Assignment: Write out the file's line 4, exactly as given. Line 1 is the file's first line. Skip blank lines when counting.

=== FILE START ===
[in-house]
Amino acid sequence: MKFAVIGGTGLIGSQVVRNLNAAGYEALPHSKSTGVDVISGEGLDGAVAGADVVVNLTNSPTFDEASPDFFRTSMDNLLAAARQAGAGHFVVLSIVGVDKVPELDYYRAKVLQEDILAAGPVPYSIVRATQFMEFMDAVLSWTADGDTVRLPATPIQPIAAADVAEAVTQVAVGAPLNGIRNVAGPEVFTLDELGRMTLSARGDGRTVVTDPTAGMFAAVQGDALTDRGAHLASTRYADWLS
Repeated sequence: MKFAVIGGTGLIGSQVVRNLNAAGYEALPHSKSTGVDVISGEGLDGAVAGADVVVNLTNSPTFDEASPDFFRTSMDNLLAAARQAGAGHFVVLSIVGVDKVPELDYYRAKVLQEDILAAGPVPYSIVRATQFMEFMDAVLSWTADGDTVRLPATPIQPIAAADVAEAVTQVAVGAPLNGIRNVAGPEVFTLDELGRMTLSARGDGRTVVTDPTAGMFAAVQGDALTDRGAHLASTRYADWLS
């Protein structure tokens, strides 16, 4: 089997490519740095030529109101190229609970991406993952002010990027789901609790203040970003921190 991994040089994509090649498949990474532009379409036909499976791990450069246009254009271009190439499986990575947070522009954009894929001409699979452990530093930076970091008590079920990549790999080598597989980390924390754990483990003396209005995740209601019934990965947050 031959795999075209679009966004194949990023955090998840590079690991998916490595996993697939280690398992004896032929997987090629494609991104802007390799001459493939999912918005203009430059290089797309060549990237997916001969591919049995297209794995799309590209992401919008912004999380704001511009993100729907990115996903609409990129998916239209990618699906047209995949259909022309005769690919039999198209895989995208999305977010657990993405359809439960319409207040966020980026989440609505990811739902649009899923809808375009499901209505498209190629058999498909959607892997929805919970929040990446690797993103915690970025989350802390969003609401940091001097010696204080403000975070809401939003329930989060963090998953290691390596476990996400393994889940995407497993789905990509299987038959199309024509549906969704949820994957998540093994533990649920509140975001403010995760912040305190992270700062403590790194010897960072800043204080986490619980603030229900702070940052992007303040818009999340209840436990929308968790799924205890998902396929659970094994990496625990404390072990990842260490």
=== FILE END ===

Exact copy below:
């Protein structure tokens, strides 16, 4: 089997490519740095030529109101190229609970991406993952002010990027789901609790203040970003921190 991994040089994509090649498949990474532009379409036909499976791990450069246009254009271009190439499986990575947070522009954009894929001409699979452990530093930076970091008590079920990549790999080598597989980390924390754990483990003396209005995740209601019934990965947050 031959795999075209679009966004194949990023955090998840590079690991998916490595996993697939280690398992004896032929997987090629494609991104802007390799001459493939999912918005203009430059290089797309060549990237997916001969591919049995297209794995799309590209992401919008912004999380704001511009993100729907990115996903609409990129998916239209990618699906047209995949259909022309005769690919039999198209895989995208999305977010657990993405359809439960319409207040966020980026989440609505990811739902649009899923809808375009499901209505498209190629058999498909959607892997929805919970929040990446690797993103915690970025989350802390969003609401940091001097010696204080403000975070809401939003329930989060963090998953290691390596476990996400393994889940995407497993789905990509299987038959199309024509549906969704949820994957998540093994533990649920509140975001403010995760912040305190992270700062403590790194010897960072800043204080986490619980603030229900702070940052992007303040818009999340209840436990929308968790799924205890998902396929659970094994990496625990404390072990990842260490």